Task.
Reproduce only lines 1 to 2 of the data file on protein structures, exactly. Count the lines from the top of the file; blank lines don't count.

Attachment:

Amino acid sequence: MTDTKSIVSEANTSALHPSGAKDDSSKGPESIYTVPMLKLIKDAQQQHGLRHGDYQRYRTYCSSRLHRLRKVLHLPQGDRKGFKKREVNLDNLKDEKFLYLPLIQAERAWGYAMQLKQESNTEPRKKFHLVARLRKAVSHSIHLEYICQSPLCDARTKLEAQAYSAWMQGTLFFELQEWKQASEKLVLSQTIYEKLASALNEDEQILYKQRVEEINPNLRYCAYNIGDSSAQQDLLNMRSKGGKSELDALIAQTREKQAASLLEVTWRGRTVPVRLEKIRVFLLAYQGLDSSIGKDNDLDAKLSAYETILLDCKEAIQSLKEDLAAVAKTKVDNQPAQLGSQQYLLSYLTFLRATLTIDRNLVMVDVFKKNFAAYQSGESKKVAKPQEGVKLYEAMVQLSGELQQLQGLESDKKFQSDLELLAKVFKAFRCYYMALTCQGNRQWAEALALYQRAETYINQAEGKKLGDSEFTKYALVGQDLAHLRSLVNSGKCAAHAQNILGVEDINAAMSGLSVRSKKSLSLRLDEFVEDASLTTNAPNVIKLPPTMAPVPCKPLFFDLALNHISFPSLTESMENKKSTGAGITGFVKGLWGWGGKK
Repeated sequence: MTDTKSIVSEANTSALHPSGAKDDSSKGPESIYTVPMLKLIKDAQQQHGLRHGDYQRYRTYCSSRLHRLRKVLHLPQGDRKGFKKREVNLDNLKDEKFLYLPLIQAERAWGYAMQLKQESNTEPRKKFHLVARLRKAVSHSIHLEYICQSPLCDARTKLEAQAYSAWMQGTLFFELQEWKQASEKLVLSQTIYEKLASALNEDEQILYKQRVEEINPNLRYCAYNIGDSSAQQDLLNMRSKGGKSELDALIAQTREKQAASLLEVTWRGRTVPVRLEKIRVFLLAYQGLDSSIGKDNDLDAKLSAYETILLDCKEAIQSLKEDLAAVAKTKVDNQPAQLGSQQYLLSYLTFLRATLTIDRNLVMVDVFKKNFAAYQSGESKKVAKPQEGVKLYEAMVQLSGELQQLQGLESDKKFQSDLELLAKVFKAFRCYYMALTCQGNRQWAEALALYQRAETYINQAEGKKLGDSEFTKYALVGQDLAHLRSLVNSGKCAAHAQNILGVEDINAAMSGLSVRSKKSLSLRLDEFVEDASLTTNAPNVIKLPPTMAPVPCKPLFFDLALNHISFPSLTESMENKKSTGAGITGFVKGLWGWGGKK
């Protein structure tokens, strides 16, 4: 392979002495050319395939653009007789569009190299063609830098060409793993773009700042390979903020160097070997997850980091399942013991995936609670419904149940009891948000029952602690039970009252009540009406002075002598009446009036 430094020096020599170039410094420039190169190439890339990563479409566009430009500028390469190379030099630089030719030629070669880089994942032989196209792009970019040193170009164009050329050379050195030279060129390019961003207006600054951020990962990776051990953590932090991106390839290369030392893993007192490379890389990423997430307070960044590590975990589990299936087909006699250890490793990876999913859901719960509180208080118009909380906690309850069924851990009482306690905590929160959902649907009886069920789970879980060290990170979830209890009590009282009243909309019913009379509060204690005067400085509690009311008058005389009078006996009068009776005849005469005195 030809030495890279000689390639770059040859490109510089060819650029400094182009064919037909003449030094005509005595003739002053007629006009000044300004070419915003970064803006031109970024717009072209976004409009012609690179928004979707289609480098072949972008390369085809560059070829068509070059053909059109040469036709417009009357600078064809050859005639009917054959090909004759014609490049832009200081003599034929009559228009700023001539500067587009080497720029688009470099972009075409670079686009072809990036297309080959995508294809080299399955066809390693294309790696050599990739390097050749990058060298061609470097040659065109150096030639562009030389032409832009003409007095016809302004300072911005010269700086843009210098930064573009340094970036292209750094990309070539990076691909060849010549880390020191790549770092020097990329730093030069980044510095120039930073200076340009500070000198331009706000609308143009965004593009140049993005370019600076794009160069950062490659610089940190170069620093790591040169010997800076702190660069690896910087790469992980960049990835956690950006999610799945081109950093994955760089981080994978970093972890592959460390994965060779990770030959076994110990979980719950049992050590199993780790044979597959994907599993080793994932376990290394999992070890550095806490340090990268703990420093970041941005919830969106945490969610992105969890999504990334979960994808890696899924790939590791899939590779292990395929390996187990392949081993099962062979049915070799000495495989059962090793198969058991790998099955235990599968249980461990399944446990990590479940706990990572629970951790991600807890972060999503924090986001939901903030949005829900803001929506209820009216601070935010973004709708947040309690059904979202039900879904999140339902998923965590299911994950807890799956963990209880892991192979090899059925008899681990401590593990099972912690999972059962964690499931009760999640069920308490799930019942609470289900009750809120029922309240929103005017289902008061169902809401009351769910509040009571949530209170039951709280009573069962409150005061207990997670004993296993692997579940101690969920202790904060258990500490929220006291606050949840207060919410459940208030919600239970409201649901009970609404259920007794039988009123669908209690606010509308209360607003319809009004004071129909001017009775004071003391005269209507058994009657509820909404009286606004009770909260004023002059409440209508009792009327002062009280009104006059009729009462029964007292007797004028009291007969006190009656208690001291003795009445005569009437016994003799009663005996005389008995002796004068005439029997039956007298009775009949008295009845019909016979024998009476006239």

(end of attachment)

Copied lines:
Amino acid sequence: MTDTKSIVSEANTSALHPSGAKDDSSKGPESIYTVPMLKLIKDAQQQHGLRHGDYQRYRTYCSSRLHRLRKVLHLPQGDRKGFKKREVNLDNLKDEKFLYLPLIQAERAWGYAMQLKQESNTEPRKKFHLVARLRKAVSHSIHLEYICQSPLCDARTKLEAQAYSAWMQGTLFFELQEWKQASEKLVLSQTIYEKLASALNEDEQILYKQRVEEINPNLRYCAYNIGDSSAQQDLLNMRSKGGKSELDALIAQTREKQAASLLEVTWRGRTVPVRLEKIRVFLLAYQGLDSSIGKDNDLDAKLSAYETILLDCKEAIQSLKEDLAAVAKTKVDNQPAQLGSQQYLLSYLTFLRATLTIDRNLVMVDVFKKNFAAYQSGESKKVAKPQEGVKLYEAMVQLSGELQQLQGLESDKKFQSDLELLAKVFKAFRCYYMALTCQGNRQWAEALALYQRAETYINQAEGKKLGDSEFTKYALVGQDLAHLRSLVNSGKCAAHAQNILGVEDINAAMSGLSVRSKKSLSLRLDEFVEDASLTTNAPNVIKLPPTMAPVPCKPLFFDLALNHISFPSLTESMENKKSTGAGITGFVKGLWGWGGKK
Repeated sequence: MTDTKSIVSEANTSALHPSGAKDDSSKGPESIYTVPMLKLIKDAQQQHGLRHGDYQRYRTYCSSRLHRLRKVLHLPQGDRKGFKKREVNLDNLKDEKFLYLPLIQAERAWGYAMQLKQESNTEPRKKFHLVARLRKAVSHSIHLEYICQSPLCDARTKLEAQAYSAWMQGTLFFELQEWKQASEKLVLSQTIYEKLASALNEDEQILYKQRVEEINPNLRYCAYNIGDSSAQQDLLNMRSKGGKSELDALIAQTREKQAASLLEVTWRGRTVPVRLEKIRVFLLAYQGLDSSIGKDNDLDAKLSAYETILLDCKEAIQSLKEDLAAVAKTKVDNQPAQLGSQQYLLSYLTFLRATLTIDRNLVMVDVFKKNFAAYQSGESKKVAKPQEGVKLYEAMVQLSGELQQLQGLESDKKFQSDLELLAKVFKAFRCYYMALTCQGNRQWAEALALYQRAETYINQAEGKKLGDSEFTKYALVGQDLAHLRSLVNSGKCAAHAQNILGVEDINAAMSGLSVRSKKSLSLRLDEFVEDASLTTNAPNVIKLPPTMAPVPCKPLFFDLALNHISFPSLTESMENKKSTGAGITGFVKGLWGWGGKK